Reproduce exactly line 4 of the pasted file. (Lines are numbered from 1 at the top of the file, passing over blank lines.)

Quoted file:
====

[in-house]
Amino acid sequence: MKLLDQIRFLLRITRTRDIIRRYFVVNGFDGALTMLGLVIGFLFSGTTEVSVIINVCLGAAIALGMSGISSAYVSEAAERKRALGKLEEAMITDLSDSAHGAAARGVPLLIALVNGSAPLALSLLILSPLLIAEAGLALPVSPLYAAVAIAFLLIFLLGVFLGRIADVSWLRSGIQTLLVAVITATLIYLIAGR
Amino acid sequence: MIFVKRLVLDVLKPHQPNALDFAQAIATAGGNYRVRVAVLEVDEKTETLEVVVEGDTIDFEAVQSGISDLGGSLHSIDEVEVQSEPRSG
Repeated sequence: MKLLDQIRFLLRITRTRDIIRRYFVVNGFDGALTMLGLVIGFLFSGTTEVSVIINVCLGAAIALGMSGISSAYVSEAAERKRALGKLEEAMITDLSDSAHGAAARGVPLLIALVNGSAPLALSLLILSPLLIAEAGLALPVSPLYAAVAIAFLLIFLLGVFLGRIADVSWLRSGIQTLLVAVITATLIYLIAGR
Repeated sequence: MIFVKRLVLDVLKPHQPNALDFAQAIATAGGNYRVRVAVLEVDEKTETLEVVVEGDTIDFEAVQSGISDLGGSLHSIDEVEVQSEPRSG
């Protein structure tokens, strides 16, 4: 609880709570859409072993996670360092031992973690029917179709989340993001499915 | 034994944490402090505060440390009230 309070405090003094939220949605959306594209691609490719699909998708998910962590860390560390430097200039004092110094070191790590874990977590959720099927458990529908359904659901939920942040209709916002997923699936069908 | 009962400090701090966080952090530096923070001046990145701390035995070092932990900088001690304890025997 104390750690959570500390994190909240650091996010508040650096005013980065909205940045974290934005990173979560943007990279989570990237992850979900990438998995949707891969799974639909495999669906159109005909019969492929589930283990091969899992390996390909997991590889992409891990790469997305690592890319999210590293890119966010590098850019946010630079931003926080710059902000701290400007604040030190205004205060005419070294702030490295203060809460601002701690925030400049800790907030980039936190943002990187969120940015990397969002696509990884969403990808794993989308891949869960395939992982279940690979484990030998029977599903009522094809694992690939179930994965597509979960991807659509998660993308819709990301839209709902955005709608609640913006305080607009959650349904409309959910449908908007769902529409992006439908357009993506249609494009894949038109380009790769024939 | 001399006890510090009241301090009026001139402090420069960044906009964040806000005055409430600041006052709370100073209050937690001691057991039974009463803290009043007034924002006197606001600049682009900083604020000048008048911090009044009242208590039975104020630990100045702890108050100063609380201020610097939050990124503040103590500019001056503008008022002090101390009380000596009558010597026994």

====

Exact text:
Repeated sequence: MKLLDQIRFLLRITRTRDIIRRYFVVNGFDGALTMLGLVIGFLFSGTTEVSVIINVCLGAAIALGMSGISSAYVSEAAERKRALGKLEEAMITDLSDSAHGAAARGVPLLIALVNGSAPLALSLLILSPLLIAEAGLALPVSPLYAAVAIAFLLIFLLGVFLGRIADVSWLRSGIQTLLVAVITATLIYLIAGR